This dinosaur, let’s highlight, was very strange, due to the fact that it was an animal that could move only using its two lower extremities, however, when it needed to, it used its front extremities for such a situation, something that is quite rare in these huge specimens.

What stands out about this dinosaur are the two giant claws that it had in its arms, this animal had that characteristic that was also present in other dromeosaurids (but in the hind legs), two elements could measure nothing more and nothing less than 35 centimeters.
On the other hand, a large group of researchers have been able to realize that the bones and their structure show that this animal probably could have had a series of strong and resistant muscles, especially in the extremities, even much stronger than in other theropods that have been studied throughout these years.

As for their neck, we can say that it is a very important area in the life of these dinosaurs, since it determined in great part the way in which they fed and hunted.

In this case we can say that it actually lacked that S shape, this was a detail that differentiates it from many other specimens also theropods, therefore we can say that flexibility was not a quality of this dinosaur.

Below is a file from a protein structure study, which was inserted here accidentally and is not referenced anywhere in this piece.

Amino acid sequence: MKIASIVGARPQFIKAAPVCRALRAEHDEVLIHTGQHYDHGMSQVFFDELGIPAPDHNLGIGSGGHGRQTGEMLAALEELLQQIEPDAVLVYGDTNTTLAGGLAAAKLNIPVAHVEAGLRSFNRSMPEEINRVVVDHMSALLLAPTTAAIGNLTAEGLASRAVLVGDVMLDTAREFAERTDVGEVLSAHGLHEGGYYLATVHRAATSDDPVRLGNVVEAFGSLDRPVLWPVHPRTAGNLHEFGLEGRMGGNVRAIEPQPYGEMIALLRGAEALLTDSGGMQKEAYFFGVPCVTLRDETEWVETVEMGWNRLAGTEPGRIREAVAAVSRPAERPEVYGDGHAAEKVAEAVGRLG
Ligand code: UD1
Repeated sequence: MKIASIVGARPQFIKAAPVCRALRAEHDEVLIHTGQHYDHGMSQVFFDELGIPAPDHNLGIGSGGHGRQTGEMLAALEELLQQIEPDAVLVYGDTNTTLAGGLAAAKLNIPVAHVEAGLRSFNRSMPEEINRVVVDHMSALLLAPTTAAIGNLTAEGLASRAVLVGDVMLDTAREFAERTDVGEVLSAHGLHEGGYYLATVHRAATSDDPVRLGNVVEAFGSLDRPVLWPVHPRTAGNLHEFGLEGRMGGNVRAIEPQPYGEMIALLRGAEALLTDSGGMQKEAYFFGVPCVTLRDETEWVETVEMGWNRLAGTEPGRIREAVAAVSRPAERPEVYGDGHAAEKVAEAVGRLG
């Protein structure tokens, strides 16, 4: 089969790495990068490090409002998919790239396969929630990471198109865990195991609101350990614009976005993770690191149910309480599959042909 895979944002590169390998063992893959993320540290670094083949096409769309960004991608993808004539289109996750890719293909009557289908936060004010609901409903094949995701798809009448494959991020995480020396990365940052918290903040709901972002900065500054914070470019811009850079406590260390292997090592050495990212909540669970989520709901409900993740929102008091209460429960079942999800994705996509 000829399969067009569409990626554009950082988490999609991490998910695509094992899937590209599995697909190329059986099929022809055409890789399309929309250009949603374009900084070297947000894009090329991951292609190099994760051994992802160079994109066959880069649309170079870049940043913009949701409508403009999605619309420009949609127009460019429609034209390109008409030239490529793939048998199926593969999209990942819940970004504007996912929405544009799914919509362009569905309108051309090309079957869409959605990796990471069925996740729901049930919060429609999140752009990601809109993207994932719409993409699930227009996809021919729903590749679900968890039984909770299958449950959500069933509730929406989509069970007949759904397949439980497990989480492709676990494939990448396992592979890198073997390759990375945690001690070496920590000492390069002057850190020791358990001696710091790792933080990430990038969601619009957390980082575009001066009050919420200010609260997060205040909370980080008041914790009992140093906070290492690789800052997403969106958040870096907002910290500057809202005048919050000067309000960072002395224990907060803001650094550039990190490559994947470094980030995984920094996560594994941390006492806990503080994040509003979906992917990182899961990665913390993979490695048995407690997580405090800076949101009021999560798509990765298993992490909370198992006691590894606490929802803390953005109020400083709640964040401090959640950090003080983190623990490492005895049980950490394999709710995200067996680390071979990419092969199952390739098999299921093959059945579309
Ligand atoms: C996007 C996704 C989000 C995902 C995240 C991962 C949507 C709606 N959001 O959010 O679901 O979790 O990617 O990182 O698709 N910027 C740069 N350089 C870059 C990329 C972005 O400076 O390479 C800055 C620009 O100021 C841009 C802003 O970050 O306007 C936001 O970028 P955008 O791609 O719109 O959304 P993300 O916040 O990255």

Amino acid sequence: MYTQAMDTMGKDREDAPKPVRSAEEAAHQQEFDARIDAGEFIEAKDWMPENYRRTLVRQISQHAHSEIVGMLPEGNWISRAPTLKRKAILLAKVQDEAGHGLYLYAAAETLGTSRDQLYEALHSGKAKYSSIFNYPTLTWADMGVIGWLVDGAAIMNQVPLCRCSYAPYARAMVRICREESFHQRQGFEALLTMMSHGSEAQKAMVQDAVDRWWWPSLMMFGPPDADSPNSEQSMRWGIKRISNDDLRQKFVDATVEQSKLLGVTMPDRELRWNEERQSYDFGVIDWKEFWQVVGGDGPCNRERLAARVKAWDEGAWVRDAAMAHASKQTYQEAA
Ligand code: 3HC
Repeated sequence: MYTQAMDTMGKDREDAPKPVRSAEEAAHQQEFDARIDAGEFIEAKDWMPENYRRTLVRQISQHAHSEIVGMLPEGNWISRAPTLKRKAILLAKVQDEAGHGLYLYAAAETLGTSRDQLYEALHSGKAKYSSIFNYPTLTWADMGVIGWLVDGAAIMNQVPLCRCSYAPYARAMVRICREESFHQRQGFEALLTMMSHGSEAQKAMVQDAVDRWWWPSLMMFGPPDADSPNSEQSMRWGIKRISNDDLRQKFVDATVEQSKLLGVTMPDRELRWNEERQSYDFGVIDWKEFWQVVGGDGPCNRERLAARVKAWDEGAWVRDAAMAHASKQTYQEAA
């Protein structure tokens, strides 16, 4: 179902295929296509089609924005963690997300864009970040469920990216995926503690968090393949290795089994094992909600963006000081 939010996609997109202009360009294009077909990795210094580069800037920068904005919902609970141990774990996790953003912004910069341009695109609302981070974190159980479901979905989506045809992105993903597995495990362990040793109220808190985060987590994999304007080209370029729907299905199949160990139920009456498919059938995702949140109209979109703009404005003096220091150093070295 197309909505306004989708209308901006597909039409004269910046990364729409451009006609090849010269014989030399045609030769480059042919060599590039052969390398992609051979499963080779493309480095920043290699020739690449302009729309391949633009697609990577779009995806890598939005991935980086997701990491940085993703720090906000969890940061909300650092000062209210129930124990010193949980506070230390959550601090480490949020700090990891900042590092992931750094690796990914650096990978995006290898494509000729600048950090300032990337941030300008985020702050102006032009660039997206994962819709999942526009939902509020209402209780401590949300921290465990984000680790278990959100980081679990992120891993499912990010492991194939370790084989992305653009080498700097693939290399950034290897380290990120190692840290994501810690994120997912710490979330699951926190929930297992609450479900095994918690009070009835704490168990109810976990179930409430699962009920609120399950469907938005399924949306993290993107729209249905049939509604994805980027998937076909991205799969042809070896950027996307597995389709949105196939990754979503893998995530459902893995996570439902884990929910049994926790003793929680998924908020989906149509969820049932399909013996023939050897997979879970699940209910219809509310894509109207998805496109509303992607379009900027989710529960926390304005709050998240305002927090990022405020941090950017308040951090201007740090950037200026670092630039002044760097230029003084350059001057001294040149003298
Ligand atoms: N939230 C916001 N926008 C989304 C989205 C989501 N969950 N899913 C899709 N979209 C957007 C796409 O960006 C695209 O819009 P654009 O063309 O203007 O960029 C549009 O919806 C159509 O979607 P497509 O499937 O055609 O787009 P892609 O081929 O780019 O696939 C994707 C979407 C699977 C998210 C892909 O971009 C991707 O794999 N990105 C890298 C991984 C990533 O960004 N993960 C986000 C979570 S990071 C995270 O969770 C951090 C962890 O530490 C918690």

On its skull we can affirm that it was quite similar to the skull of other extinct animals, because it fitted perfectly in an angle of a few degrees.

By the way, the jaws of this extinct animal were not smaller, and they were quite frightening, similar to the jaws of crocodiles, which many people flee from just by looking at them.

These terrifying jaws had a total of 96 dental elements, a really superior and overwhelming amount compared to other “similar” dinosaurs, even though Baryonyx was truly genuine.

If we do the math, we can see that these 96 tooth elements actually turn out to be almost twice the number of teeth of other dinosaurs.

As for the location of those teeth, the vast majority of them could be found in the lower area, while the remaining ones were obviously in the upper area.

A ridge-shaped protuberance can also be seen, just above the giant theropod muzzle, however, it has not really been proven what it is or what function it had.

To finish commenting details about the snout of this specimen, we will say that it also had a not small depression that was located in the upper area.